JERUSALEM (AP) – Hamas’ apparent victory in Palestinian parliamentary elections has dramatically shaken up the political landscape of the Middle East, elevating Islamic militants who call for Israel’s destruction and most likely encouraging Israel’s go-it-alone approach to Mideast peacemaking.
It also raised questions about the U.S. policy of promoting democracy in the Middle East. Though Wednesday’s vote was an exemplary exercise in democracy, with far fewer disruptions than expected and extraordinarily high turnout, rejectionists won the day.
Leaders of both Hamas and the ruling Fatah Party said Thursday that Hamas won an outright majority of parliamentary seats, though official results were not yet available. The Islamists now have a right to form the next Palestinian government, though it was not clear if they would choose to do so.
Palestinian leader Mahmoud Abbas, a moderate, will remain head of the Palestinian Authority and the Palestine Liberation Organization, which is responsible for dealings with Israel.
But Hamas is sure to take a leading role in Palestinian decision making and the initial statements from Hamas leaders were not promising for peace. Mushir al-Masri, a senior Hamas official, said recognizing Israel and negotiating with it are “not on our agenda.”
However, al-Masri also suggested Hamas would be willing to join a coalition with Abbas and Fatah, and several Hamas officials said before the vote that they would not seek to tie Abbas’ hands in future dealings with Israel.
A day before the balloting, acting Israeli Prime Minister hinted that more unilateral moves, like last summer’s Israeli withdrawal from the Gaza Strip, could be in store if Israel feels there is no Palestinian leadership to talk to.
Israeli officials refused to comment Thursday on the Palestinian elections but there was a general feeling in Israel that peace prospects had suffered a significant blow.
The apparent Hamas victory “will weaken those in Israel or elsewhere who think we have a partner to negotiate with and it will strengthen those who don’t think so, which means it will strengthen the inclination to either go it alone with more unilateralism or do nothing,” said Israeli political analyst Yossi Alpher.
Olmert, who took over as acting prime minister after Sharon suffered a devastating stroke on Jan. 4, is the frontrunner in March 28 elections. But Hamas’ legislative showing could hurt the electoral prospects of Olmert’s centrist Kadima party, formed by Sharon in November to free his hands to pursue a peace deal with the Palestinians.
Whether peacemaking with Israel can go forward will now largely depend on whether Hamas joins Fatah in the government, and whether it will abandon the violent ideology that underpinned the dozens of suicide bombings it carried out against Israel before a ceasefire was declared a year ago.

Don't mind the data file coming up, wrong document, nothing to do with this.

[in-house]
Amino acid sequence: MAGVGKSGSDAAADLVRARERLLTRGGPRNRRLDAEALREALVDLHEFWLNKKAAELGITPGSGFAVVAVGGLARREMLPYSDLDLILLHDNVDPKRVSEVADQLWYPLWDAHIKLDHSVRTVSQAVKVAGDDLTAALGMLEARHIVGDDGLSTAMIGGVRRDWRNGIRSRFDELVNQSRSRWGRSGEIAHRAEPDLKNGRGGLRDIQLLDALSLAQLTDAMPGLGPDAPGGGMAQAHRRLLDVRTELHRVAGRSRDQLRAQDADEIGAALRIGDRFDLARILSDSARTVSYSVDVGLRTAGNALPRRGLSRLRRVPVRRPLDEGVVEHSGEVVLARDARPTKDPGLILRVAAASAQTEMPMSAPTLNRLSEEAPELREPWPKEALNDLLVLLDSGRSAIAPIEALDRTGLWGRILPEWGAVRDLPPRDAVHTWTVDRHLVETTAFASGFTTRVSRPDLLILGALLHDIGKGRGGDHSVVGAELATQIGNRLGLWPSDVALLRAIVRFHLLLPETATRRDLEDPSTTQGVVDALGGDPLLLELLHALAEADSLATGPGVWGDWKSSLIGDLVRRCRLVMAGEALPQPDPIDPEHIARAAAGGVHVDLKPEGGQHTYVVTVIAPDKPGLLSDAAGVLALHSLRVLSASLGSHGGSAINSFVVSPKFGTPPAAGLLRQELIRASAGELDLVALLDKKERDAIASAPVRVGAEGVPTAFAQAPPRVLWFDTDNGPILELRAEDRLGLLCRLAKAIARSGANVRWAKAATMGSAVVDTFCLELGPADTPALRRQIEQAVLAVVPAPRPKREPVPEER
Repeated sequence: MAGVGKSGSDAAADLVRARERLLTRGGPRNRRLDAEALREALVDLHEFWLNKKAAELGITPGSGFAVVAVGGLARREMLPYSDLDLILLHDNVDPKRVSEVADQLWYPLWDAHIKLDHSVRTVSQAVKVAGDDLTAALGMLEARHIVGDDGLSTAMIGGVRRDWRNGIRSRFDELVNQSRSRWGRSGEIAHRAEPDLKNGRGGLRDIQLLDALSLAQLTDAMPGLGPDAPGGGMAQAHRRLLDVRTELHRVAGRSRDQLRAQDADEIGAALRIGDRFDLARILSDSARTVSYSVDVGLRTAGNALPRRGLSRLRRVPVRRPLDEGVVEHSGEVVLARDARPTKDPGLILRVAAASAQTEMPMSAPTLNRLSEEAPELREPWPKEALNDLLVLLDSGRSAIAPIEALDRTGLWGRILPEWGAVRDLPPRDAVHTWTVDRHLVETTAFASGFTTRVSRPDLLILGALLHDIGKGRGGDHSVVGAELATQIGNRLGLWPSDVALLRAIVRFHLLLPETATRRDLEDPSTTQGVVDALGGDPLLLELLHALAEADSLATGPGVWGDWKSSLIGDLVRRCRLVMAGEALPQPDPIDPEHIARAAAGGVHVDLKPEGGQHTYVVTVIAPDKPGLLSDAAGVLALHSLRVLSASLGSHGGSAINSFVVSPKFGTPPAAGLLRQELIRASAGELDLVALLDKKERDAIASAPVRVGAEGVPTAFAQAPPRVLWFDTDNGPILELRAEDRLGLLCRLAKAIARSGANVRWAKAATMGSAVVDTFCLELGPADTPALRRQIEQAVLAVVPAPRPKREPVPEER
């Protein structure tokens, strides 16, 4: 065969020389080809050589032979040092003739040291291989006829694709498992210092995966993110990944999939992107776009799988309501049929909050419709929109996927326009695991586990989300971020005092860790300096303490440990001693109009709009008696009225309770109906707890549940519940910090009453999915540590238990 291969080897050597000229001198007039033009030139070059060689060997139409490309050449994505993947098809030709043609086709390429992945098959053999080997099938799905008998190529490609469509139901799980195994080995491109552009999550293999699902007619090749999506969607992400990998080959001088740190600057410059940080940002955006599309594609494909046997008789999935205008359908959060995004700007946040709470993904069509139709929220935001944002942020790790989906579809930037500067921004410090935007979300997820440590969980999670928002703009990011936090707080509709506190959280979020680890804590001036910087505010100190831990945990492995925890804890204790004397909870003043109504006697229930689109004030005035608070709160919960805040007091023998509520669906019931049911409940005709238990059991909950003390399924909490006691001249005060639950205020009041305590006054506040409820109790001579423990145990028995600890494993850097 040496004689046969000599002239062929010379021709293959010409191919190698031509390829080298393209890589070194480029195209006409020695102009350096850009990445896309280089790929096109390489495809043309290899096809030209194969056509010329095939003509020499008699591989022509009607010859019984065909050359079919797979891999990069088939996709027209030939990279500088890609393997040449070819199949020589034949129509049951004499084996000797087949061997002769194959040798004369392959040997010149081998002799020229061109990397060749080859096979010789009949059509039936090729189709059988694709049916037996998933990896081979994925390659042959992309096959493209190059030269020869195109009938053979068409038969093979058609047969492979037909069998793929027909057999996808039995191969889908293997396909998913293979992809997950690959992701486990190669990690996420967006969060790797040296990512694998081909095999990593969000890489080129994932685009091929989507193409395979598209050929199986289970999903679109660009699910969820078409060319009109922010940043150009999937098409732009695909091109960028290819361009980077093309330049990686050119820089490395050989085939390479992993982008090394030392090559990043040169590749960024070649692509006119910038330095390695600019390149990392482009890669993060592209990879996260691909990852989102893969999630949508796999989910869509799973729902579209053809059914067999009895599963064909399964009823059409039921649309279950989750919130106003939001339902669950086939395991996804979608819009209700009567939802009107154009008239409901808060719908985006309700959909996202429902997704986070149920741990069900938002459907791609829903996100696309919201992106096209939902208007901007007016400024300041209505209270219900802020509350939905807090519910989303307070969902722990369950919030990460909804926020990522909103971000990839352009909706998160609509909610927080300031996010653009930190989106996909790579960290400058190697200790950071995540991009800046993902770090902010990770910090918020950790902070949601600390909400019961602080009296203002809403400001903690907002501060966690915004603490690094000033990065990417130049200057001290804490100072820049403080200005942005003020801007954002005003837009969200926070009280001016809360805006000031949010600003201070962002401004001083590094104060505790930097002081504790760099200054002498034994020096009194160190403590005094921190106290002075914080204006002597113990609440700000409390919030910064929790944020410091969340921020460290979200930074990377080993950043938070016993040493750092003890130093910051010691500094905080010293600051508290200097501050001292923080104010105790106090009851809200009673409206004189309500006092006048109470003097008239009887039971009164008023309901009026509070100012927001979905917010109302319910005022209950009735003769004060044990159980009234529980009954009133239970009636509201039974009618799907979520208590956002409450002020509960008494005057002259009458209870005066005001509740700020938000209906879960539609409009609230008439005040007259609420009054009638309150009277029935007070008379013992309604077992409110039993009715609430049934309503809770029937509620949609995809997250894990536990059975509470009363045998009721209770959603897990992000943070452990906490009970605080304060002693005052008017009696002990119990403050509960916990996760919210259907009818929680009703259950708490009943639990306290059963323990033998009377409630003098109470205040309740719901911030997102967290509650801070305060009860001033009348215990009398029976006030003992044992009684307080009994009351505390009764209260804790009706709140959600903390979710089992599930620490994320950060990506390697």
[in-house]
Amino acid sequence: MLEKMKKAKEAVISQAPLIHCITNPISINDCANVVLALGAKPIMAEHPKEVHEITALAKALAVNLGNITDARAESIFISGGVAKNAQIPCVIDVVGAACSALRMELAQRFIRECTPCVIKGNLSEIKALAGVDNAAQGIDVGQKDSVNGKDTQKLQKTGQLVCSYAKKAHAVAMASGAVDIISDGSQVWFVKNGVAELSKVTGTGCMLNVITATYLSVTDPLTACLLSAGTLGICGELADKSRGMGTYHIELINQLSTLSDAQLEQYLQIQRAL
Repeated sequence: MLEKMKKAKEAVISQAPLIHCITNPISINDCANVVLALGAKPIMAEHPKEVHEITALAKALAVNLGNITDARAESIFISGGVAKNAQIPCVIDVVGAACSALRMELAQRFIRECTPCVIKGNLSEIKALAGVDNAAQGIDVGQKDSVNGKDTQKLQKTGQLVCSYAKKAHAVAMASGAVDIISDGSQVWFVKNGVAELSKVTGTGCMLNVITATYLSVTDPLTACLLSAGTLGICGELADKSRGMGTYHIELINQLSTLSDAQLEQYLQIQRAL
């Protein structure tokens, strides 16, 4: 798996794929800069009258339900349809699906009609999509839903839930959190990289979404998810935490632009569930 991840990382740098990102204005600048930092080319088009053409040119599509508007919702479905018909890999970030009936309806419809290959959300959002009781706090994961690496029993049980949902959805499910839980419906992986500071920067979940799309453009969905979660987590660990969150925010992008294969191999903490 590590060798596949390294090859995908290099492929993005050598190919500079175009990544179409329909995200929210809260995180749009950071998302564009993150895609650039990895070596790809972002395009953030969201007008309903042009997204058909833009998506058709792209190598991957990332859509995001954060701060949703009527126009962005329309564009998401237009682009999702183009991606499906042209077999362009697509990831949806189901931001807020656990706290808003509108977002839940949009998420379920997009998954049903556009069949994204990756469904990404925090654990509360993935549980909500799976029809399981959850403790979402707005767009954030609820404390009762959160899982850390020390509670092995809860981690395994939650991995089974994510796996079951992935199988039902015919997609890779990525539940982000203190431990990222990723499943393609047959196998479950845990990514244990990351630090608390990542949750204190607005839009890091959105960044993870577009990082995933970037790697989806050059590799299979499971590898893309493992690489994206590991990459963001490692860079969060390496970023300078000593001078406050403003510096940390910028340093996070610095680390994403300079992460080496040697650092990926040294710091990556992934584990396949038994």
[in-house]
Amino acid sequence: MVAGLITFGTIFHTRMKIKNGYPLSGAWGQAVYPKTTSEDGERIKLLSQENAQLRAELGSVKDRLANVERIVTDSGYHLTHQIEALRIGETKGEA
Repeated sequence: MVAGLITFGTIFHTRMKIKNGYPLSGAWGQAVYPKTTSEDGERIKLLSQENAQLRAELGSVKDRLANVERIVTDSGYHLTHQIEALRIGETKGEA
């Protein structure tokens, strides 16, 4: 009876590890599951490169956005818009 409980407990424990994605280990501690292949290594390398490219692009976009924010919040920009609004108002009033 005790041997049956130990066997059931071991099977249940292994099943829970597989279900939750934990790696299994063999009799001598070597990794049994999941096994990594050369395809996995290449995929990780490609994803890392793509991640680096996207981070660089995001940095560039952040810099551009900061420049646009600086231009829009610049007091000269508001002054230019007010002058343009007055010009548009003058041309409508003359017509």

If the elections pull the Islamic militants off the streets and into the corridors of power, shifting their focus from terror to governance, prospects for peace could actually be improved. But in his first policy speech this week since taking over from the ailing Ariel Sharon, Olmert said Israel isn’t taking any chances. He said the Jewish state will be “able to act in any circumstance, faced with any scenario, in order to preserve its security and political horizons.”
Olmert described Israel’s national interest as separating from the Palestinians in order to preserve a Jewish majority in Israel, and suggested more unilateral withdrawals were possible. Palestinians say this unilateralism threatens their statehood aspirations by allowing Israel to draw borders on its own. Before the vote, Hamas leaders said they had no desire to take over the reins of power because they didn’t want to have to talk to Israel, saying they preferred to limit themselves to service ministries such as health and education. But they’re now apparently in a position to demand any Cabinet positions they desire, and it’s not clear if they will seek higher profile posts. Both Israel and the United States have declared Hamas a terrorist group and refuse to deal with it. But a more nuanced policy now appears possible, with Israelis already debating whether it would be wiser to engage Hamas and a U.S. official refusing to rule out negotiations with a Palestinian government that includes Hamas.
Alpher said misguided U.S. foreign policy is largely to blame for the political rise of Islamists in several places, including Iraq, Lebanon and now the Palestinian territories.
“President Bush’s democracy push is one of the primary factors that is responsible for what has happened because he has chosen to ignore the contradiction between electoral democracy which he’s sponsoring and allowing armed Islamic movements to run.” Ismail Haniyeh, who led the Hamas parliament list, said that “the American administration called for democracy and always they are playing the symphony of democracy,” and that the outcome of the vote must now be respected.